Paul Dyer, the Artistic Director of the Australian Brandenburg
Orchestra, comments at the start of the booklet notes: “In this
recording we encourage the listeners to explore their dreams,
emotions and inner thoughts, as released by the music.” He continues:
“In Sanctuary, we hope to bring you out of your day-to-day world”.
Now oddly enough although I have reviewed hundreds of
discs for MusicWeb I do not always give my opinion forcefully;
this time I will and say that I have hardly ever encountered
such a load of baloney. I do not feel for one minute that baroque
oboe or violin concertos, or arias arranged for oboe and orchestra
are any more likely to help me to “seek refuge, or to be rejuvenated”
than any other music. Quite frankly it is simply a selling point
for a fairly ‘run-of–the-mill’ disc of baroque music. ‘So what!’
I hear you cry, let’s enjoy, and listen. OK then. Let’s do just
that. What do we have?
Actually we have some good playing on period instruments
of repertoire not often encountered. I can’t help but feel that
the aristocrat Alessandro Marcello is a much underrated composer
in whose music I can almost smell Venice, as most definitely
you can of course when listening to Vivaldi who is well represented
here by a clever Double Concerto. Although Dall’Abaco is little
known today he quite clearly has a strong sense of melody and
line. It is particularly interesting to compare the Cantabile
from the Op. 6 in the classical ‘galant’ style brought over
from France, with the slow movement of the Op. 5 Concerto which
is, with its compound time Siciliane-type rhythm, far more Italianate.
Handel, of course stands apart even when ‘[dis]arranged’. Albinoni
can be rather ordinary but this concerto is especially arresting.
In the midst of all of this we have some beautifully
elegant and at other times superbly agile oboe playing, a warm
and realistically balanced recording, and equally importantly,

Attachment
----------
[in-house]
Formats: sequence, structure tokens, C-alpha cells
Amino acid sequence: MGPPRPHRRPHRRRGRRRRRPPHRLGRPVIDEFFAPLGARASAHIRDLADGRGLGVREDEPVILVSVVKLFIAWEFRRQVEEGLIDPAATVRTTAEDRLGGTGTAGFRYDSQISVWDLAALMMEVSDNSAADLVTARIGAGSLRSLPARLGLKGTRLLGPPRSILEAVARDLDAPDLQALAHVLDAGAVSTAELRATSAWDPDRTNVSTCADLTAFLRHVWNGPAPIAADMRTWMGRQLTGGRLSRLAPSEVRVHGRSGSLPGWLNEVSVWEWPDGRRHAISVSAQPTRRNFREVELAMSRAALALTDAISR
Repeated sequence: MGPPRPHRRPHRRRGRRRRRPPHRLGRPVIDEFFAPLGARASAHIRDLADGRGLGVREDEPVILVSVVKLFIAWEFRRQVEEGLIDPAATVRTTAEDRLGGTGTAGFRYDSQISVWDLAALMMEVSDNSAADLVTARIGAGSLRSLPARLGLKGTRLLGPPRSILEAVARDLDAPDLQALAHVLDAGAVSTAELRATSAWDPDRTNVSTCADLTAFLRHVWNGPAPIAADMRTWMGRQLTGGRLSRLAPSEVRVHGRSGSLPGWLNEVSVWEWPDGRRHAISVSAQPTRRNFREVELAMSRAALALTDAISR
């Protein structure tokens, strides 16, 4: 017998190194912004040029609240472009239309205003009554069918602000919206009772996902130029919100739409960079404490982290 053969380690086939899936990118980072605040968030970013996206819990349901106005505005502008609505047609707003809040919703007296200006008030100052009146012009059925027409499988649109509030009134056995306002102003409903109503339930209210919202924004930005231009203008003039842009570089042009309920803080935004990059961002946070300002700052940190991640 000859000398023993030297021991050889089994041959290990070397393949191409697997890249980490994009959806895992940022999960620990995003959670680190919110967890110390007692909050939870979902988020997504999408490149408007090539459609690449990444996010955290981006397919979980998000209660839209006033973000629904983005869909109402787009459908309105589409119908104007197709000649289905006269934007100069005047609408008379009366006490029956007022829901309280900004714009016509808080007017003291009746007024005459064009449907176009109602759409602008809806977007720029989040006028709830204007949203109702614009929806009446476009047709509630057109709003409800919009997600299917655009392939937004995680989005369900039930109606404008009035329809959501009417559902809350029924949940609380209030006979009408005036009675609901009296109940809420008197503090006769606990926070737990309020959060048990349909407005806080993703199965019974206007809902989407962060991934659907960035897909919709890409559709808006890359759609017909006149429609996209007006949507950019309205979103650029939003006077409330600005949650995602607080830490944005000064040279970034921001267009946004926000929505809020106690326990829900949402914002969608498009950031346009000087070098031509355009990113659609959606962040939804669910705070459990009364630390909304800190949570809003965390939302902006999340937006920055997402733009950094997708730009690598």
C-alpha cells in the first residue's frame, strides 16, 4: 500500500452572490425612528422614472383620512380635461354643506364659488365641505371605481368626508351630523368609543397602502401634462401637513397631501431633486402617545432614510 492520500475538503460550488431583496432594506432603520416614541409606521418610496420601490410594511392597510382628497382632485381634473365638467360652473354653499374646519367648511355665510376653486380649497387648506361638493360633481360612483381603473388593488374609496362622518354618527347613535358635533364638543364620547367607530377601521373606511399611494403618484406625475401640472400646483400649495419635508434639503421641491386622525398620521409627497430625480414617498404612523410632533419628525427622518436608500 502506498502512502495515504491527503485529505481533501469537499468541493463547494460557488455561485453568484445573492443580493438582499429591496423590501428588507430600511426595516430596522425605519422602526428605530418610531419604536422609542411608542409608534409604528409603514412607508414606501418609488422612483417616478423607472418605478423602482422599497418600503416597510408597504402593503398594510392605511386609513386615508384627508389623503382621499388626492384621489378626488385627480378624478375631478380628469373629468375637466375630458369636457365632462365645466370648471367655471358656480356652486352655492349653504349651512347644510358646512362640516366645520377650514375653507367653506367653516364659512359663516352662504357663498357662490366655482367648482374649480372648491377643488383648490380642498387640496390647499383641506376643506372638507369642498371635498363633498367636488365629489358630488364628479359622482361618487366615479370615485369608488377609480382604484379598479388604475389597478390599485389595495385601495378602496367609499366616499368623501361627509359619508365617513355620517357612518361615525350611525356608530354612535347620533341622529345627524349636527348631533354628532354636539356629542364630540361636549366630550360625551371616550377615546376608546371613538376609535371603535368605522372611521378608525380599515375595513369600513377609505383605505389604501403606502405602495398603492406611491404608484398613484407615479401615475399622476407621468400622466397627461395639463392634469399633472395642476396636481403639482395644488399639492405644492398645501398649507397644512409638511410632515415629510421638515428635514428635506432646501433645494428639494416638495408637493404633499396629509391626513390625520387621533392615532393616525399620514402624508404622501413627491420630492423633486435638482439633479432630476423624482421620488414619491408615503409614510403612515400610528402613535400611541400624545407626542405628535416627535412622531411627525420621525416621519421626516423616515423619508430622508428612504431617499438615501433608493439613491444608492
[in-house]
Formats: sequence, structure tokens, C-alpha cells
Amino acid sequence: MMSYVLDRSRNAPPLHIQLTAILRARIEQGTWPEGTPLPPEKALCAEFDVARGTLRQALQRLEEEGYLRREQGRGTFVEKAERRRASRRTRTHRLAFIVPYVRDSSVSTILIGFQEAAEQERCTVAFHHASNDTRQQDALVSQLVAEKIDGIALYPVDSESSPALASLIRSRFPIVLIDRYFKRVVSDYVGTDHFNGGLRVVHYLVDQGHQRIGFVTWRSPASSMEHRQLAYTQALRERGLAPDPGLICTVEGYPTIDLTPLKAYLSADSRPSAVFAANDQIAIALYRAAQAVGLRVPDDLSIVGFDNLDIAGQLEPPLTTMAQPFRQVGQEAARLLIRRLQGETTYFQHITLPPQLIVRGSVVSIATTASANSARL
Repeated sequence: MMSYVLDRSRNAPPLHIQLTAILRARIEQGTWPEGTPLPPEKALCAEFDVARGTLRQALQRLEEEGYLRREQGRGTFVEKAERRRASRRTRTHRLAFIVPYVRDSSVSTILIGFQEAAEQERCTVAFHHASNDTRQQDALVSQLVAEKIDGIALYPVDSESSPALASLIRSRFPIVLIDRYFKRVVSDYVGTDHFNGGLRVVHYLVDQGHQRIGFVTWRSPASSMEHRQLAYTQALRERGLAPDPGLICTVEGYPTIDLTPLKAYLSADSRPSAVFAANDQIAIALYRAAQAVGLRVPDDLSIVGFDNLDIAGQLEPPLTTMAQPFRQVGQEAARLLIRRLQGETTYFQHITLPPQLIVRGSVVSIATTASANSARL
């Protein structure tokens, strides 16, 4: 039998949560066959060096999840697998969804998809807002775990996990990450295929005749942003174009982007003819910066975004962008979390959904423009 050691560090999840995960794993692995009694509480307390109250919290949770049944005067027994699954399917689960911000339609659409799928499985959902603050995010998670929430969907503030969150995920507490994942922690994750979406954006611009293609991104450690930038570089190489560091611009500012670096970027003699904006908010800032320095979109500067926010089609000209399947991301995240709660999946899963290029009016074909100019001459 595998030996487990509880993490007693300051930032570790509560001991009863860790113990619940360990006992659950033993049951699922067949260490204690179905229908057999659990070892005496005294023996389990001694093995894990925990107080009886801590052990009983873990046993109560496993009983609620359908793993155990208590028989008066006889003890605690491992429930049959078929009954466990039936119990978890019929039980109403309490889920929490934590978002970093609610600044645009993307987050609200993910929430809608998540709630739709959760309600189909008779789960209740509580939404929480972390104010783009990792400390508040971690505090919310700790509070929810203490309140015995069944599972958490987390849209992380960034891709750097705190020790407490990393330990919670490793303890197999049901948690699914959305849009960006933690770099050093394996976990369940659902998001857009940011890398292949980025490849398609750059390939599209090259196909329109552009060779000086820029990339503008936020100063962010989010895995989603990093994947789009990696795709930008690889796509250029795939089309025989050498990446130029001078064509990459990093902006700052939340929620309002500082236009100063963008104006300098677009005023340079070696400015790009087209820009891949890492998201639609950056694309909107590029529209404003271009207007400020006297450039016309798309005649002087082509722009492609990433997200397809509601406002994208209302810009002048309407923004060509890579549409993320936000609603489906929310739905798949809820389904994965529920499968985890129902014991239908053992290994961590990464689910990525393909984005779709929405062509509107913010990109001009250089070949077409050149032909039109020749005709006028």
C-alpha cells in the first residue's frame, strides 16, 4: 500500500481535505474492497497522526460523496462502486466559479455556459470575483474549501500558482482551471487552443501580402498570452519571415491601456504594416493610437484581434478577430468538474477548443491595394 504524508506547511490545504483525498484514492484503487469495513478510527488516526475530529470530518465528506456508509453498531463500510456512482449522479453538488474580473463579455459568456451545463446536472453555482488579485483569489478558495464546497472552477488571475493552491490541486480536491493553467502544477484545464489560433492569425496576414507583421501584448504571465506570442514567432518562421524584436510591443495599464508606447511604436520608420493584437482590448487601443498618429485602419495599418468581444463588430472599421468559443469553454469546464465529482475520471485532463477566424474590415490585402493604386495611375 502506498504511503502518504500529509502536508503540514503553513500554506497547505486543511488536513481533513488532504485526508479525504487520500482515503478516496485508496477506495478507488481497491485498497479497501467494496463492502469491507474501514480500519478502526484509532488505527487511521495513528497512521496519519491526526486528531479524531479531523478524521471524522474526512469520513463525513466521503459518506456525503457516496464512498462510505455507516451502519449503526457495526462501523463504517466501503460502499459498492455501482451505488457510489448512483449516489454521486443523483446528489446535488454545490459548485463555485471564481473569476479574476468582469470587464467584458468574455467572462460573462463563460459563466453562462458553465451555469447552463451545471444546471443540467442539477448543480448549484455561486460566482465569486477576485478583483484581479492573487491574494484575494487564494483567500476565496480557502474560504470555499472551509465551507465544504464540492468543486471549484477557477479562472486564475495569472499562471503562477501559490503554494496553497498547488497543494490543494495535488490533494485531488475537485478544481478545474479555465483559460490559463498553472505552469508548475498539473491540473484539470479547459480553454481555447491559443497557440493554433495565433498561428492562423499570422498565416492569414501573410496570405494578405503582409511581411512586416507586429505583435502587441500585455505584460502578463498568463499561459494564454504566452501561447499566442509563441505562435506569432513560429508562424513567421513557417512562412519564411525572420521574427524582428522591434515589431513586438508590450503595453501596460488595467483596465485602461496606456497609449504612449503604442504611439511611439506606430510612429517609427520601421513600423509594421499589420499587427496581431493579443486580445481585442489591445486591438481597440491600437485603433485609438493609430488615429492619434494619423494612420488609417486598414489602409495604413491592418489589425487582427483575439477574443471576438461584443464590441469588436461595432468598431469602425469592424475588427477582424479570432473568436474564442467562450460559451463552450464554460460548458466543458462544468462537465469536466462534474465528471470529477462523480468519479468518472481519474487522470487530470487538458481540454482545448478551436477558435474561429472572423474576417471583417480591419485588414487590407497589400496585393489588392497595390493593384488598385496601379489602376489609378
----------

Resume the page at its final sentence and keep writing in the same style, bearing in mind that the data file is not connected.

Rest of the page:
a nice contrast of speeds as you listen through the disc. There
are some fine cameo roles from Lucinda Moon playing baroque
violin in Dall’Abaco’s ‘Cantabile’ for example. If I say therefore
that the disc makes an excellent accompaniment to a romantic
dinner for two, I am not too far off the mark. However I also
feel that I am not doing the players or some of the pieces full
justice to say the least.
So let’s try it after dinner, with some port to hand
and a black coffee. Is it all a bit ‘samey’, well yes but, if
you are dozing or flicking through the paper then it doesn’t
matter. Anyway there are also very lively concerto movements
to wake you out of your reveries as for example the outer movements
of Dall’Abaco’s concerto. Some tunes you know, like ‘Where’er
you walk’ and ‘Waft her, angels’; otherwise the music washes
over you in the colour of the CD booklet: a warm sunset blue
As for the music offering a ‘spiritual’ experience. Well,
arguably all music does that to some extent. It’s all a case
of attitude of mind. If you are in the mood for late night arrangements
of Italian arias and for oboe or string concertos then this
is your ‘man’, and indeed you can let it soak in. I am however
convinced that this disc would have done itself more justice
if it been called simply ‘Baroque Concertos and Transcriptions’
or something of that kind.
The booklet notes are excellently presented and quite
detailed on the music and composers. There is a useful section
called ‘A note on the Aria Transcriptions’. Here Paul Dyer usefully
reminds us that “Baroque composers used to make new music out
of old – pinching an existing aria [it didn’t matter if it was
their own] to insert into a new opera”. So therefore the arrangements
of Sartorio and Handel are completely kosher.
Paul Dyer has researched the composers especially well
and includes much on Dall’Abaco. Nothing he has written is over-technical,
but whether in your effort “to be still” you will be bothered
to read them is another matter.